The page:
All spectroscopic binaries in our sample are single-lined and their binary mass functions can be determined from (1)The RV semi-amplitude and the orbital period can be derived from the RV curve, but the sdB mass MsdB, the companion mass Mcomp and the inclination angle i remain free parameters. Adopting the canonical sdB mass MsdB = 0.47   M (see discussion in Fontaine et al. 2012) and i < 90°, we derive a lower limit for the companion masses (see Table 2). For minimum companion masses lower than ~0.45   M the companion may be a late-type main sequence star or a compact object such as a WD. Main sequence stars in this mass range are outshone by the sdBs and are not visible in optical spectra (Lisker et al. 2005). If on the other hand the minimum companion mass exceeds 0.45   M, spectral features of a main sequence companion become visible in the optical. The non-detection of such features therefore allows us to exclude a main sequence star.

Indicative features in the light curves constrain the nature of the companions further in some cases. A sinusoidal variation with orbital period originates from the irradiation of a cool companion by the hot subdwarf primary. The projected area of the companion’s heated hemisphere changes while it orbits the primary. The detection of this so-called reflection effect indicates a cool companion with a size similar to the hot subdwarf primary, either a low-mass main sequence star of spectral type M or a substellar object such as a brown dwarf. If eclipses are present as well, the inclination angle can be measured and the mass of the companion can be constrained. Such eclipsing sdB binaries with reflection effect are also known as HW Vir-type binaries.

The lack of variations in the light curve, on the other hand, can be used to exclude a cool companion, when the orbital period of the binary is sufficiently short. In this case a reflection effect would be easily detectable and a non-detection implies that the companion must be a compact object. The detection of the very shallow eclipses from a compact WD companion also allows us to constrain its mass. Smaller variations indicative of a massive compact companion, which are caused by the ellipsoidal deformation and the relativistic Doppler beaming of the sdB primary, can only be detected from the ground in the most extreme cases (e.g. Geier et al. 2007; 2013). However, using high-precision space-based photometry, these variations can be detected and used to constrain the binary parameters (Geier et al. 2008; Bloemen et al. 2011; Telting et al. 2012).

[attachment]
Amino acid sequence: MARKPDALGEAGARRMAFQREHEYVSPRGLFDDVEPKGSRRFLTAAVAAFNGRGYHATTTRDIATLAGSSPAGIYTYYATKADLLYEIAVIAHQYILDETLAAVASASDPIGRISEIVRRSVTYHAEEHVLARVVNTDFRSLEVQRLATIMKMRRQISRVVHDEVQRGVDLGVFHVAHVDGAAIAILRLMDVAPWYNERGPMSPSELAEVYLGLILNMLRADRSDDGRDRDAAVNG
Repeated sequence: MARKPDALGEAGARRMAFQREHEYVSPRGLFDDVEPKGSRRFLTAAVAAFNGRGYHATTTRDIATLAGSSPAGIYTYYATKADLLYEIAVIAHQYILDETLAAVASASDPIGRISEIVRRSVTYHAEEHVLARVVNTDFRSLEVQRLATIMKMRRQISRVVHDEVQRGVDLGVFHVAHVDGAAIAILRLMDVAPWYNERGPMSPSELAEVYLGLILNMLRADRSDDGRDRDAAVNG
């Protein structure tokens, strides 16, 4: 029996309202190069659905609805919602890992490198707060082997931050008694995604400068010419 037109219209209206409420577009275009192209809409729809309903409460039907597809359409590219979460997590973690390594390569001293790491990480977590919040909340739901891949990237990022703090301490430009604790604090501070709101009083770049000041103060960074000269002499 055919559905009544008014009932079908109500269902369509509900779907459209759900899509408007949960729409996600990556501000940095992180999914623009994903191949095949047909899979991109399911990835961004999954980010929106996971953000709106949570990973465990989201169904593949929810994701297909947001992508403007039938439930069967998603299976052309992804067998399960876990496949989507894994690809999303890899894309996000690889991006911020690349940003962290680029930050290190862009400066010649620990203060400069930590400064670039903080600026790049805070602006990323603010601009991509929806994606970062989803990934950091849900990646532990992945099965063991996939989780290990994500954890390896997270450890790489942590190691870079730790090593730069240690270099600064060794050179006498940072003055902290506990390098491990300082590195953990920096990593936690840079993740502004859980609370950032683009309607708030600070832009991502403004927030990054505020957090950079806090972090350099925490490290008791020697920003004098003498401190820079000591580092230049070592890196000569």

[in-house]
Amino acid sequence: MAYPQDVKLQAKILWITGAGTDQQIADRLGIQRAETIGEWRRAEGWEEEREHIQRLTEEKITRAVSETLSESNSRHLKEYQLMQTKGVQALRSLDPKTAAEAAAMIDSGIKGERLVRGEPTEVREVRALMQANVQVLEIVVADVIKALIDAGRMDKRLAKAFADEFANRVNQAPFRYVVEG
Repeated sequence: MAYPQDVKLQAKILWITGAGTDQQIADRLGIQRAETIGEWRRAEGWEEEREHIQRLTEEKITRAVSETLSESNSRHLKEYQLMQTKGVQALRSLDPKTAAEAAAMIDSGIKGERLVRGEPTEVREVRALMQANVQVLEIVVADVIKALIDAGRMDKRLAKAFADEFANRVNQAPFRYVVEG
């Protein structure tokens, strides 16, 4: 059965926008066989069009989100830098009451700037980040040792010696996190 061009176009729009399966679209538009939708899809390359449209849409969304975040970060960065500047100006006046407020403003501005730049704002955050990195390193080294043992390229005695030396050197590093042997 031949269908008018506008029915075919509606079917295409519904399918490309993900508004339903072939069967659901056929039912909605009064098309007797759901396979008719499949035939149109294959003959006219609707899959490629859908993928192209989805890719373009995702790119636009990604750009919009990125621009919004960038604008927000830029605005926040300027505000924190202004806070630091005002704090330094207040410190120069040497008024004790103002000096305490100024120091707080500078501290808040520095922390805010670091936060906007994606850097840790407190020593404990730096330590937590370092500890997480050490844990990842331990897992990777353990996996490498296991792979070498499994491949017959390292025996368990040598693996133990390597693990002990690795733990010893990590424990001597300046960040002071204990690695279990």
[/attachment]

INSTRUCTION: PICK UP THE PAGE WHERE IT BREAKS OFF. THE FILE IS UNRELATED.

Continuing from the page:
Table 1

Derived orbital solutions.

thumbnail Fig. 3

Phased radial velocity curves plotted twice for visualisation. The rectangles mark RVs measured from spectra obtained with McDonald-2.7 m/Coude. The other symbols are the same as in Fig. 1.

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5.2. White dwarf companions

HE 14150309 has been identified as a single-lined sdB star in the course of the SPY project (Lisker et al. 2005). A significant shift in radial velocity (~130   km   s-1), indicating a close binary, has been measured from two UVES spectra (Napiwotzki, priv. comm.). The minimum mass of the companion is too low (0.37   M) to exclude a main sequence star. However, a light curve of this star (~1   h) was taken with the Nordic Optical Telescope on La Palma to search for pulsations and no variations have been reported (Østensen et al. 2010b). Due to the short orbital period of only 4.6   h, a reflection effect would have been easily detectable. We therefore conclude that the unseen companion of HE 14150309 must be a compact object, most likely a WD.

Table 2

Derived masses and most probable nature of the companions.

HS 2359+1942 (PG 2359+197) was drawn from the SPY sample and analysed by Lisker et al. (2005). We detected an RV shift of an EMMI spectrum with respect to the survey spectrum taken with UVES. The minimum companion mass is 0.47   M, similar to the adopted mass of the sdB itself. Since no spectral features of a cool MS companion have been found, we conclude that the companion must be a compact object, presumably a WD.